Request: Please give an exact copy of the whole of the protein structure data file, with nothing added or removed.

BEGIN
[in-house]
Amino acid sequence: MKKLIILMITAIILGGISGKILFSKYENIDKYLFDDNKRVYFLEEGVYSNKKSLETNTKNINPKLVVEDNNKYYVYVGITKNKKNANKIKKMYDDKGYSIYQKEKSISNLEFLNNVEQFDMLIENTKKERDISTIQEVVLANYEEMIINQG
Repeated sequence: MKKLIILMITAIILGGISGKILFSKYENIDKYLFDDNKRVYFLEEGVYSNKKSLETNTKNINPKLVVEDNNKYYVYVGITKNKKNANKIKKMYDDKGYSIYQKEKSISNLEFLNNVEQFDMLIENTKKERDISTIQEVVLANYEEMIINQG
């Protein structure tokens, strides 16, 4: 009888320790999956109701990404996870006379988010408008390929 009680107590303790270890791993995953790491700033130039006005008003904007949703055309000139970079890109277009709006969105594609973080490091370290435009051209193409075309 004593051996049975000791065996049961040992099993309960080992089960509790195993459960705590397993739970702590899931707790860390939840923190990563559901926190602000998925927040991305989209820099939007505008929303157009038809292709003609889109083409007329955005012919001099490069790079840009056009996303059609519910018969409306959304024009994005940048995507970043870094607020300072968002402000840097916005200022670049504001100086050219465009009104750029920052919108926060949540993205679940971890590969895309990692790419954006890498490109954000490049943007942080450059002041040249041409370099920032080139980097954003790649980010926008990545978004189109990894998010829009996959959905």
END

[in-house]
Amino acid sequence: MKKLIILMITAIILGGISGKILFSKYENIDKYLFDDNKRVYFLEEGVYSNKKSLETNTKNINPKLVVEDNNKYYVYVGITKNKKNANKIKKMYDDKGYSIYQKEKSISNLEFLNNVEQFDMLIENTKKERDISTIQEVVLANYEEMIINQG
Repeated sequence: MKKLIILMITAIILGGISGKILFSKYENIDKYLFDDNKRVYFLEEGVYSNKKSLETNTKNINPKLVVEDNNKYYVYVGITKNKKNANKIKKMYDDKGYSIYQKEKSISNLEFLNNVEQFDMLIENTKKERDISTIQEVVLANYEEMIINQG
């Protein structure tokens, strides 16, 4: 009888320790999956109701990404996870006379988010408008390929 009680107590303790270890791993995953790491700033130039006005008003904007949703055309000139970079890109277009709006969105594609973080490091370290435009051209193409075309 004593051996049975000791065996049961040992099993309960080992089960509790195993459960705590397993739970702590899931707790860390939840923190990563559901926190602000998925927040991305989209820099939007505008929303157009038809292709003609889109083409007329955005012919001099490069790079840009056009996303059609519910018969409306959304024009994005940048995507970043870094607020300072968002402000840097916005200022670049504001100086050219465009009104750029920052919108926060949540993205679940971890590969895309990692790419954006890498490109954000490049943007942080450059002041040249041409370099920032080139980097954003790649980010926008990545978004189109990894998010829009996959959905």